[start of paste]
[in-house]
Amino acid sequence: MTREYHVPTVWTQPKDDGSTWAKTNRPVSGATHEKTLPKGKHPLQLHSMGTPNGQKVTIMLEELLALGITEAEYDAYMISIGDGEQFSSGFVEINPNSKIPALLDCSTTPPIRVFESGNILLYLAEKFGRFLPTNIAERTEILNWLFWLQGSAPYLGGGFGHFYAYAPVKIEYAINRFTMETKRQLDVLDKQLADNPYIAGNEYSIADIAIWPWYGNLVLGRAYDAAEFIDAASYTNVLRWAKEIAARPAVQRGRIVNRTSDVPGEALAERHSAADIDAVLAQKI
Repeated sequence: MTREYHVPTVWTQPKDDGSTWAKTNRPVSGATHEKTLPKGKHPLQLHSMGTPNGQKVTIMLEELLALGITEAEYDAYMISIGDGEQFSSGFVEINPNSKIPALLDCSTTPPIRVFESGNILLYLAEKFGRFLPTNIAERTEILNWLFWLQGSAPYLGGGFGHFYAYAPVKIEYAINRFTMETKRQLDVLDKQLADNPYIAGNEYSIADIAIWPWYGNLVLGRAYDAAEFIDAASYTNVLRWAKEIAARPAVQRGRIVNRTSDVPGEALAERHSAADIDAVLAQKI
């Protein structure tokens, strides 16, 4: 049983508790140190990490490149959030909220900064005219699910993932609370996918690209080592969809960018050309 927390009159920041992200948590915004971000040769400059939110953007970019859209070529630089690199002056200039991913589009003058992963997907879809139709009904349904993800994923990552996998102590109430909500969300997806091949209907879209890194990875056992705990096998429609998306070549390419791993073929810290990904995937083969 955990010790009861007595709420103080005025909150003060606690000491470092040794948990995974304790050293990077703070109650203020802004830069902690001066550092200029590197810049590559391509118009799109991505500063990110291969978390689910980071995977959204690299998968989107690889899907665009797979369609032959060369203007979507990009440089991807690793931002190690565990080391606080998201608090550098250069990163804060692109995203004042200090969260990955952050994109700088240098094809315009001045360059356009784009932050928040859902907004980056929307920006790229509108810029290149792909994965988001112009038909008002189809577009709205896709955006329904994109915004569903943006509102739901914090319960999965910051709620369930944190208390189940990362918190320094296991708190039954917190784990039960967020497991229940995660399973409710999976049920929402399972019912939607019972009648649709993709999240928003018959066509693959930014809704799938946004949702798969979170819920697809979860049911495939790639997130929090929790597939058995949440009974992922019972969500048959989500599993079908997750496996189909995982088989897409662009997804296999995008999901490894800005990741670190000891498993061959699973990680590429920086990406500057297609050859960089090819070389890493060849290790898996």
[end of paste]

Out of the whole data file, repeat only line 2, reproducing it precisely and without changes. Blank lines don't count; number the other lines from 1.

Amino acid sequence: MTREYHVPTVWTQPKDDGSTWAKTNRPVSGATHEKTLPKGKHPLQLHSMGTPNGQKVTIMLEELLALGITEAEYDAYMISIGDGEQFSSGFVEINPNSKIPALLDCSTTPPIRVFESGNILLYLAEKFGRFLPTNIAERTEILNWLFWLQGSAPYLGGGFGHFYAYAPVKIEYAINRFTMETKRQLDVLDKQLADNPYIAGNEYSIADIAIWPWYGNLVLGRAYDAAEFIDAASYTNVLRWAKEIAARPAVQRGRIVNRTSDVPGEALAERHSAADIDAVLAQKI